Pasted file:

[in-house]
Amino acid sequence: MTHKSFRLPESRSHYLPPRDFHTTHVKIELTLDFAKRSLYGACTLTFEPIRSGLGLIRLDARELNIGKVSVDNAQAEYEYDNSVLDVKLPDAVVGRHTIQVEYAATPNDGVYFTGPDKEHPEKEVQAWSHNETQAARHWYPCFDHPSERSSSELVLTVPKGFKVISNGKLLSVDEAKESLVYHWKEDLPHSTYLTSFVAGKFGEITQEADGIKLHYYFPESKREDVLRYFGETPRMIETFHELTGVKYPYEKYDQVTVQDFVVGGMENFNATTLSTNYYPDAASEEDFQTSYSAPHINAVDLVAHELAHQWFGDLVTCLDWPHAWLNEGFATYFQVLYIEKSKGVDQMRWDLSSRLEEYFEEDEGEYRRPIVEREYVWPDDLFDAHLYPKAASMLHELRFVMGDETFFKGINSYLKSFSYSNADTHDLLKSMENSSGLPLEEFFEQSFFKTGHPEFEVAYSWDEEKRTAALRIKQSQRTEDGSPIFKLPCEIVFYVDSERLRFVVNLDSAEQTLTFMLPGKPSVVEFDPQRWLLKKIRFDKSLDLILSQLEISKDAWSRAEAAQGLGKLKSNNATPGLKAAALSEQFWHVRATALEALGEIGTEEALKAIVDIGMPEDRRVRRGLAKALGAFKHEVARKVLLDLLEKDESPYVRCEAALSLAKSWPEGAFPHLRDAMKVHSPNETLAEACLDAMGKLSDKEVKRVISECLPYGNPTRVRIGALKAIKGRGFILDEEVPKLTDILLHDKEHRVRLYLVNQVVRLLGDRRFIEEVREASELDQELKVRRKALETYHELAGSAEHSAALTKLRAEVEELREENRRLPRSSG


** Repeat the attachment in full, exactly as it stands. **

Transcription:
[in-house]
Amino acid sequence: MTHKSFRLPESRSHYLPPRDFHTTHVKIELTLDFAKRSLYGACTLTFEPIRSGLGLIRLDARELNIGKVSVDNAQAEYEYDNSVLDVKLPDAVVGRHTIQVEYAATPNDGVYFTGPDKEHPEKEVQAWSHNETQAARHWYPCFDHPSERSSSELVLTVPKGFKVISNGKLLSVDEAKESLVYHWKEDLPHSTYLTSFVAGKFGEITQEADGIKLHYYFPESKREDVLRYFGETPRMIETFHELTGVKYPYEKYDQVTVQDFVVGGMENFNATTLSTNYYPDAASEEDFQTSYSAPHINAVDLVAHELAHQWFGDLVTCLDWPHAWLNEGFATYFQVLYIEKSKGVDQMRWDLSSRLEEYFEEDEGEYRRPIVEREYVWPDDLFDAHLYPKAASMLHELRFVMGDETFFKGINSYLKSFSYSNADTHDLLKSMENSSGLPLEEFFEQSFFKTGHPEFEVAYSWDEEKRTAALRIKQSQRTEDGSPIFKLPCEIVFYVDSERLRFVVNLDSAEQTLTFMLPGKPSVVEFDPQRWLLKKIRFDKSLDLILSQLEISKDAWSRAEAAQGLGKLKSNNATPGLKAAALSEQFWHVRATALEALGEIGTEEALKAIVDIGMPEDRRVRRGLAKALGAFKHEVARKVLLDLLEKDESPYVRCEAALSLAKSWPEGAFPHLRDAMKVHSPNETLAEACLDAMGKLSDKEVKRVISECLPYGNPTRVRIGALKAIKGRGFILDEEVPKLTDILLHDKEHRVRLYLVNQVVRLLGDRRFIEEVREASELDQELKVRRKALETYHELAGSAEHSAALTKLRAEVEELREENRRLPRSSG